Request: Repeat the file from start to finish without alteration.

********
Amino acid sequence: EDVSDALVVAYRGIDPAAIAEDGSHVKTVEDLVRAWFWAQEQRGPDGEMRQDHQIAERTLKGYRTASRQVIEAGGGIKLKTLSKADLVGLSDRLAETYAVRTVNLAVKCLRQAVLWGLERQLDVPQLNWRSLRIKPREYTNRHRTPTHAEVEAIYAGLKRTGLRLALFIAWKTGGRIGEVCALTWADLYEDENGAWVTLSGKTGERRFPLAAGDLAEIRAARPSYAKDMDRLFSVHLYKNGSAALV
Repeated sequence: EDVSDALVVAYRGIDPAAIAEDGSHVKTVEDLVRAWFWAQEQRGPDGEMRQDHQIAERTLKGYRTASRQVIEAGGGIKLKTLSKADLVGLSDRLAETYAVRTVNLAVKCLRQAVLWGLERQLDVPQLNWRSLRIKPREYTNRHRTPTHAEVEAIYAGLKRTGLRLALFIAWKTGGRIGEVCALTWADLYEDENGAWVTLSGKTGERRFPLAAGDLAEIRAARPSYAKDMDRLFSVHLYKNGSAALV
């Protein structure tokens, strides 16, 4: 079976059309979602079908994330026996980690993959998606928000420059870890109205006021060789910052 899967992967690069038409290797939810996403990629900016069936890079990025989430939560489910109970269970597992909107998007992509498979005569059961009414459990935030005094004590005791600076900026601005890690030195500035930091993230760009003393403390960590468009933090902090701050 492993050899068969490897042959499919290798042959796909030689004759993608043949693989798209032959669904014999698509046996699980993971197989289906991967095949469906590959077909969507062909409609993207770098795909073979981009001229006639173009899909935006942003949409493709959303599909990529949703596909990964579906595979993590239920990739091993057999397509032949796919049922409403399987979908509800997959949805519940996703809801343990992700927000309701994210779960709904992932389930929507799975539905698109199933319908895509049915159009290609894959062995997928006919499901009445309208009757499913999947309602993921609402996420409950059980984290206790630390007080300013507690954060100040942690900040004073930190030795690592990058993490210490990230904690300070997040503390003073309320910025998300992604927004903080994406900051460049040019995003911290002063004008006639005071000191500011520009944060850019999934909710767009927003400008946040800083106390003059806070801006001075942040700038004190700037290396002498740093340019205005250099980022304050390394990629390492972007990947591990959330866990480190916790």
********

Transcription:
Amino acid sequence: EDVSDALVVAYRGIDPAAIAEDGSHVKTVEDLVRAWFWAQEQRGPDGEMRQDHQIAERTLKGYRTASRQVIEAGGGIKLKTLSKADLVGLSDRLAETYAVRTVNLAVKCLRQAVLWGLERQLDVPQLNWRSLRIKPREYTNRHRTPTHAEVEAIYAGLKRTGLRLALFIAWKTGGRIGEVCALTWADLYEDENGAWVTLSGKTGERRFPLAAGDLAEIRAARPSYAKDMDRLFSVHLYKNGSAALV
Repeated sequence: EDVSDALVVAYRGIDPAAIAEDGSHVKTVEDLVRAWFWAQEQRGPDGEMRQDHQIAERTLKGYRTASRQVIEAGGGIKLKTLSKADLVGLSDRLAETYAVRTVNLAVKCLRQAVLWGLERQLDVPQLNWRSLRIKPREYTNRHRTPTHAEVEAIYAGLKRTGLRLALFIAWKTGGRIGEVCALTWADLYEDENGAWVTLSGKTGERRFPLAAGDLAEIRAARPSYAKDMDRLFSVHLYKNGSAALV
């Protein structure tokens, strides 16, 4: 079976059309979602079908994330026996980690993959998606928000420059870890109205006021060789910052 899967992967690069038409290797939810996403990629900016069936890079990025989430939560489910109970269970597992909107998007992509498979005569059961009414459990935030005094004590005791600076900026601005890690030195500035930091993230760009003393403390960590468009933090902090701050 492993050899068969490897042959499919290798042959796909030689004759993608043949693989798209032959669904014999698509046996699980993971197989289906991967095949469906590959077909969507062909409609993207770098795909073979981009001229006639173009899909935006942003949409493709959303599909990529949703596909990964579906595979993590239920990739091993057999397509032949796919049922409403399987979908509800997959949805519940996703809801343990992700927000309701994210779960709904992932389930929507799975539905698109199933319908895509049915159009290609894959062995997928006919499901009445309208009757499913999947309602993921609402996420409950059980984290206790630390007080300013507690954060100040942690900040004073930190030795690592990058993490210490990230904690300070997040503390003073309320910025998300992604927004903080994406900051460049040019995003911290002063004008006639005071000191500011520009944060850019999934909710767009927003400008946040800083106390003059806070801006001075942040700038004190700037290396002498740093340019205005250099980022304050390394990629390492972007990947591990959330866990480190916790």